Uber For Evictions Is Peak 2020
Hey! Have you lost your job due to the COVID-19 pandemic? Are you looking for a way to make ends meet? Have you thought of perhaps taking advantage of others in your situation by picking up contract work doing evictions and putting the property of those whose homes have been foreclosed upon out on the street? Well, do we have a gig for you!
Introducing CIVVL. It's like Uber, but for ruining the lives of poor people who can't pay rent, because they lost their jobs due to a freaking global pandemic. Someone looked at that situation and thought to themselves, "There is money to be made here! Let's jump right on it!"
Their Craigslist ad reads:
Unemployment is at a record high and many cannot or simply are not paying rent and mortgages.
We are being contracted by frustrated property owners and banks to secure foreclosed residential properties.
There is plenty of work due to the dismal economy.
Oh, the poor, frustrated banks! Surely someone must come to their rescue!
Civvl aims to marry the gig economy with the devastation of a pandemic, complete with signature gig startup language like "be your own boss," and "flexible hours," and "looking for self-motivated individuals with positive attitudes:" "FASTEST GROWING MONEY MAKING GIG DUE TO COVID-19," its website says. "Literally thousands of process servers are needed in the coming months due courts being backed up in judgements that needs to be served to defendants." [...]
The company, at first glance, appears to be some kind of _Nathan For You-_esque prank: siccing precarious gig jobs onto vulnerable people. But Civvl is connected to a larger—and real—gig economy company called OnQall, which describes itself as an app that provides "on-demand task services to non-urban communities beyond main city areas." OnQall is the developer behind other, more believable TaskRabbit-esque apps, like LawnFixr, CleanQwik, and MoveQwik. Given the fact that Civvl is advertising all over the country and that OnQall, though not popular, does exist, it seems as though Civvl actually is an attempt to simplify the process of evicting people who cannot pay their rent during a pandemic.
You will of course be shocked to discover that when people attempt to sign up as contract workers for CIVVL, it costs them $35 and they don't actually end up getting anywhere near six jobs a day, as the Craigslist ad claims they will.
Via Google Play:
To sign up, makes you pay $35 and upload license which doesn't seem legit considering they take a 30% fee for each job. Reading fine print before signing up is a must. It states Civvl can change the user fee (what you get paid) at any time, and charge a cancellation fee if you accept a job then cancel. Does not specify a percentage or amount for their cancellation fee. It also says you can negotiate to be paid less than what the original cancellation fee is. Very shady. I didn't sign up.
Totally a scam, guys do not download this. Literally has 0 jobs for you. Would give 0 stars. These apps are the problem with our economy. All leeches. DO NOT DOWNLOAD! YOU WILL PAY FOR NOT EVEN ONE JOB. needs to be off the app store!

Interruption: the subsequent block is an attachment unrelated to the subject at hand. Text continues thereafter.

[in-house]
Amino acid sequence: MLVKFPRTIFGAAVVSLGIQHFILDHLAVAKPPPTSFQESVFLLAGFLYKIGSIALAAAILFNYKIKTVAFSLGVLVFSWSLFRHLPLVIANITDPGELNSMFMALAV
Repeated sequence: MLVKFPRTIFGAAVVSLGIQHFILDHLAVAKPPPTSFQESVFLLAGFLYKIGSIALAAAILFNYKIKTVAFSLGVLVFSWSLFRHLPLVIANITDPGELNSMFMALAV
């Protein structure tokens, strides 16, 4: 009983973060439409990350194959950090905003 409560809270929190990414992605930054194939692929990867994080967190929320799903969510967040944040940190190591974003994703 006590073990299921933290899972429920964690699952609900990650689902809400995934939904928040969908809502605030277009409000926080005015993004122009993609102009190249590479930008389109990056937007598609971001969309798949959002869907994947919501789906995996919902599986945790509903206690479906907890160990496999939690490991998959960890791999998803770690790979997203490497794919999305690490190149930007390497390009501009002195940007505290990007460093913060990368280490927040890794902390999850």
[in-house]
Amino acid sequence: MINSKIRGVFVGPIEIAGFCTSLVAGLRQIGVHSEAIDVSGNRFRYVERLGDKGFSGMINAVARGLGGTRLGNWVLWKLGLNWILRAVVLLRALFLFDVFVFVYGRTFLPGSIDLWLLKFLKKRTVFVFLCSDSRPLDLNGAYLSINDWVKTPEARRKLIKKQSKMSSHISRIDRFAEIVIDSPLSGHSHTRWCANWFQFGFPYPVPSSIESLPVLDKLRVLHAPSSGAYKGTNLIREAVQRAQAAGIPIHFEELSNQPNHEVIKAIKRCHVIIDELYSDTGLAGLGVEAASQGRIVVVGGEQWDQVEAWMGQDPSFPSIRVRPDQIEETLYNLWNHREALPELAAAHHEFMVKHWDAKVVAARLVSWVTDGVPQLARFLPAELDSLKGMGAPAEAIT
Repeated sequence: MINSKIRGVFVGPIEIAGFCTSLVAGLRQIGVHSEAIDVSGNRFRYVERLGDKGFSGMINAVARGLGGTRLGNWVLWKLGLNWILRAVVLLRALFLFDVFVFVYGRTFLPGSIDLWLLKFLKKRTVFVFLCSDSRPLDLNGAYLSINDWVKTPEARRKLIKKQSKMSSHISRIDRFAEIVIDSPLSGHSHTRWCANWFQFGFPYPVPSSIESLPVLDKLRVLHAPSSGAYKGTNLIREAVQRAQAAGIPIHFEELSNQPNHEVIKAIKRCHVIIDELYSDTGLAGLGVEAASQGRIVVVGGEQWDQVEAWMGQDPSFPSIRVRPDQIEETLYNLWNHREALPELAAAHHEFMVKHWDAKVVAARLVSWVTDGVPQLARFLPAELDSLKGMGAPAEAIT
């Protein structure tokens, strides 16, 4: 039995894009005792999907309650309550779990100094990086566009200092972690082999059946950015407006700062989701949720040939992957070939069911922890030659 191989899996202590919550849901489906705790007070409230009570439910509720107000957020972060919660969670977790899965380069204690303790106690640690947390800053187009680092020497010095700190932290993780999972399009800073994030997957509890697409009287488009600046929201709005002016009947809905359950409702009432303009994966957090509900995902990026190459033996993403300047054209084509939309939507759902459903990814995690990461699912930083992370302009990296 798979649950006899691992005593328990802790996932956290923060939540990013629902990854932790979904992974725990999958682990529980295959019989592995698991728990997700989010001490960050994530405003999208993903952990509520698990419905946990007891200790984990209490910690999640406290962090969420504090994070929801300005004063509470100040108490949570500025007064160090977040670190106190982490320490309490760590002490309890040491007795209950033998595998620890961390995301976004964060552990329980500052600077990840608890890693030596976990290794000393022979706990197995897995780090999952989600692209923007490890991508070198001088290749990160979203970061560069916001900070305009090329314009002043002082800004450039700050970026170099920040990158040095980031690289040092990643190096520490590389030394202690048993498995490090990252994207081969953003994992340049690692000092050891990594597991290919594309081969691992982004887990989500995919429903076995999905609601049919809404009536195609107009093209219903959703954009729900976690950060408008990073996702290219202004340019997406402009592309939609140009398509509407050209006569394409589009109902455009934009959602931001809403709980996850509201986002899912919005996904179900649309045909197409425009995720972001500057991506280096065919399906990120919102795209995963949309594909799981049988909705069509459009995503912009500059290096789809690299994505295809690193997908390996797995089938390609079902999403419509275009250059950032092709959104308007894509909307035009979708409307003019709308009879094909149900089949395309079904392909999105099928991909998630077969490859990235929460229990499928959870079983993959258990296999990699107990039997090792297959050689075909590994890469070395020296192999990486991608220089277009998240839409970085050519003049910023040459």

Even when you pay for the fee which I did, they will promise you in three days regarding an email they will provide you information on user name and start date but as any well planned scam will do would never come thru.
I wish death on this company.
This is the wrong time to be playing with people's livelihood. To the creators, rot in hell.
The lack of available jobs is probably at least partially due to the eviction moratorium that was recently extended until October 20 by the CDC. However, that has not stopped a number of landlords from evicting tenants, like this family from Milwaukee, Wisconsin.
Via WISN ABC:
"The sheriff showed up, show me a piece of paper, never put it in my hands, put it back in his hand and said, 'Y'all got 30 minutes to get out, it's not our problem that you don't have any place to go,'" Terrence said.
"It's scary. We have nowhere to go, so now we're at risk for (coronavirus.) I'm six-and-a-half months pregnant and I have a 1-year-old son and a 9-year-old daughter," Jamie said.
WISN 12 News called the Holmes' landlord.
"You know what, I'm telling you, in Milwaukee, Wisconsin, the sheriff's department, there is no restrictions," the landlord, who is not being named in this story, said. "If there was a restriction, I could not have done it."
There is, of course, a restriction. But there's also a loophole for landlords who really want to be dicks — tenants who wish for the moratorium to apply to them have to sign an official declaration saying that's what's going on. I didn't know that until just now, and I'm sure a lot of other people didn't.
People have to make money somehow, and it's hard to judge people for taking practically any job in this economy. But we certainly can judge a company that comes up with such an idea and also takes 30 percent of the profits from any job. And we should do so harshly.
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Robyn Pennacchia is a brilliant, fabulously talented and visually stunning angel of a human being, who shrugged off what she is pretty sure would have been a Tony Award-winning career in musical theater in order to write about stuff on the internet. In addition to her work at Wonkette, she also has a biweekly column at Dame. Follow her on Twitter at @RobynElyse